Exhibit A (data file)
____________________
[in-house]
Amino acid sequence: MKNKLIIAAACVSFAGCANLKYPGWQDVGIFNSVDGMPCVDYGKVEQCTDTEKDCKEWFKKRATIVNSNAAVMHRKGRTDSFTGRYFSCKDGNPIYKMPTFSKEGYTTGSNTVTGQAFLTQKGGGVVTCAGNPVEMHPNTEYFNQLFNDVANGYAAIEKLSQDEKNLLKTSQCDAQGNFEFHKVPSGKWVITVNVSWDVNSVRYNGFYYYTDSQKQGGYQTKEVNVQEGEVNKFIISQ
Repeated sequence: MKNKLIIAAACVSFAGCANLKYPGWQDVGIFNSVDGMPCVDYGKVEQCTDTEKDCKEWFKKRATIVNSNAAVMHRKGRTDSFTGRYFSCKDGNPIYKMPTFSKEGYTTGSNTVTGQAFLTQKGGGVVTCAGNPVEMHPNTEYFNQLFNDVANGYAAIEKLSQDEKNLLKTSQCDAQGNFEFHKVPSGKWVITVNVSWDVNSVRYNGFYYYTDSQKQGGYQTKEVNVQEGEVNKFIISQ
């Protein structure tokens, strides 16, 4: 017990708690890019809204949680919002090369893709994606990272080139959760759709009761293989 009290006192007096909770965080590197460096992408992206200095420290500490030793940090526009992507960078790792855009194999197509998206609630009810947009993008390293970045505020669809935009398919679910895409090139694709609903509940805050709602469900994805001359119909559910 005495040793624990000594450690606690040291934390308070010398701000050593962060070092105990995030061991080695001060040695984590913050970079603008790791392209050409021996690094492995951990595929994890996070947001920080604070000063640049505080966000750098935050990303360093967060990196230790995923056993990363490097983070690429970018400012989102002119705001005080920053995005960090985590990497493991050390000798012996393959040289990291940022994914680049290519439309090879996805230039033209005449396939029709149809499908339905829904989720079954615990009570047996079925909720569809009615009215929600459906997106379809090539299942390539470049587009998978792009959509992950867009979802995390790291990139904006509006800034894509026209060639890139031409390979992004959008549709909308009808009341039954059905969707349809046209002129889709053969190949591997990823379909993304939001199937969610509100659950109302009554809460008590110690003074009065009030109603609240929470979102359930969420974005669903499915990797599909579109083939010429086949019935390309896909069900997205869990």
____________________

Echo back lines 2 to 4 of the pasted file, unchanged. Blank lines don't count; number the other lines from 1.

Amino acid sequence: MKNKLIIAAACVSFAGCANLKYPGWQDVGIFNSVDGMPCVDYGKVEQCTDTEKDCKEWFKKRATIVNSNAAVMHRKGRTDSFTGRYFSCKDGNPIYKMPTFSKEGYTTGSNTVTGQAFLTQKGGGVVTCAGNPVEMHPNTEYFNQLFNDVANGYAAIEKLSQDEKNLLKTSQCDAQGNFEFHKVPSGKWVITVNVSWDVNSVRYNGFYYYTDSQKQGGYQTKEVNVQEGEVNKFIISQ
Repeated sequence: MKNKLIIAAACVSFAGCANLKYPGWQDVGIFNSVDGMPCVDYGKVEQCTDTEKDCKEWFKKRATIVNSNAAVMHRKGRTDSFTGRYFSCKDGNPIYKMPTFSKEGYTTGSNTVTGQAFLTQKGGGVVTCAGNPVEMHPNTEYFNQLFNDVANGYAAIEKLSQDEKNLLKTSQCDAQGNFEFHKVPSGKWVITVNVSWDVNSVRYNGFYYYTDSQKQGGYQTKEVNVQEGEVNKFIISQ
């Protein structure tokens, strides 16, 4: 017990708690890019809204949680919002090369893709994606990272080139959760759709009761293989 009290006192007096909770965080590197460096992408992206200095420290500490030793940090526009992507960078790792855009194999197509998206609630009810947009993008390293970045505020669809935009398919679910895409090139694709609903509940805050709602469900994805001359119909559910 005495040793624990000594450690606690040291934390308070010398701000050593962060070092105990995030061991080695001060040695984590913050970079603008790791392209050409021996690094492995951990595929994890996070947001920080604070000063640049505080966000750098935050990303360093967060990196230790995923056993990363490097983070690429970018400012989102002119705001005080920053995005960090985590990497493991050390000798012996393959040289990291940022994914680049290519439309090879996805230039033209005449396939029709149809499908339905829904989720079954615990009570047996079925909720569809009615009215929600459906997106379809090539299942390539470049587009998978792009959509992950867009979802995390790291990139904006509006800034894509026209060639890139031409390979992004959008549709909308009808009341039954059905969707349809046209002129889709053969190949591997990823379909993304939001199937969610509100659950109302009554809460008590110690003074009065009030109603609240929470979102359930969420974005669903499915990797599909579109083939010429086949019935390309896909069900997205869990």